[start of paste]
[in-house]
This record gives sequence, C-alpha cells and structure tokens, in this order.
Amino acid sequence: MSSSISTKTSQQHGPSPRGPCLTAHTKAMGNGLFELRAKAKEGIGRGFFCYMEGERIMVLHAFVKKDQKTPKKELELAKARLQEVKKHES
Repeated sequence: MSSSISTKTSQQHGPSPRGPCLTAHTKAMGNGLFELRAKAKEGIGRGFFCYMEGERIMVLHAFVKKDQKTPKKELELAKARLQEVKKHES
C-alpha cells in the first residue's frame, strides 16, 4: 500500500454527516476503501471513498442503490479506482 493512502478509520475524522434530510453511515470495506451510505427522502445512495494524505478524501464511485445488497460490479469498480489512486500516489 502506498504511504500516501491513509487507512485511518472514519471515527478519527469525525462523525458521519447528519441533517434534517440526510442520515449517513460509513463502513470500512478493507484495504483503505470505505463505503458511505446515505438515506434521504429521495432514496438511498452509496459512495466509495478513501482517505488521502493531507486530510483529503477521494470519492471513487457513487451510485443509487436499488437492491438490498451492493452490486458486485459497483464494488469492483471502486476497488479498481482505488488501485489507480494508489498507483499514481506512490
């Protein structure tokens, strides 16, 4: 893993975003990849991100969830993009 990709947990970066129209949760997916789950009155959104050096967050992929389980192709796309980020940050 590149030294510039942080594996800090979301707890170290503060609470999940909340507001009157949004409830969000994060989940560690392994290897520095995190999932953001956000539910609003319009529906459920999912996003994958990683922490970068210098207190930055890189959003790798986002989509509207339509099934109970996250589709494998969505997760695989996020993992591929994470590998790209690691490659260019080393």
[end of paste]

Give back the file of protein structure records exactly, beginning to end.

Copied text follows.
[in-house]
This record gives sequence, C-alpha cells and structure tokens, in this order.
Amino acid sequence: MSSSISTKTSQQHGPSPRGPCLTAHTKAMGNGLFELRAKAKEGIGRGFFCYMEGERIMVLHAFVKKDQKTPKKELELAKARLQEVKKHES
Repeated sequence: MSSSISTKTSQQHGPSPRGPCLTAHTKAMGNGLFELRAKAKEGIGRGFFCYMEGERIMVLHAFVKKDQKTPKKELELAKARLQEVKKHES
C-alpha cells in the first residue's frame, strides 16, 4: 500500500454527516476503501471513498442503490479506482 493512502478509520475524522434530510453511515470495506451510505427522502445512495494524505478524501464511485445488497460490479469498480489512486500516489 502506498504511504500516501491513509487507512485511518472514519471515527478519527469525525462523525458521519447528519441533517434534517440526510442520515449517513460509513463502513470500512478493507484495504483503505470505505463505503458511505446515505438515506434521504429521495432514496438511498452509496459512495466509495478513501482517505488521502493531507486530510483529503477521494470519492471513487457513487451510485443509487436499488437492491438490498451492493452490486458486485459497483464494488469492483471502486476497488479498481482505488488501485489507480494508489498507483499514481506512490
């Protein structure tokens, strides 16, 4: 893993975003990849991100969830993009 990709947990970066129209949760997916789950009155959104050096967050992929389980192709796309980020940050 590149030294510039942080594996800090979301707890170290503060609470999940909340507001009157949004409830969000994060989940560690392994290897520095995190999932953001956000539910609003319009529906459920999912996003994958990683922490970068210098207190930055890189959003790798986002989509509207339509099934109970996250589709494998969505997760695989996020993992591929994470590998790209690691490659260019080393």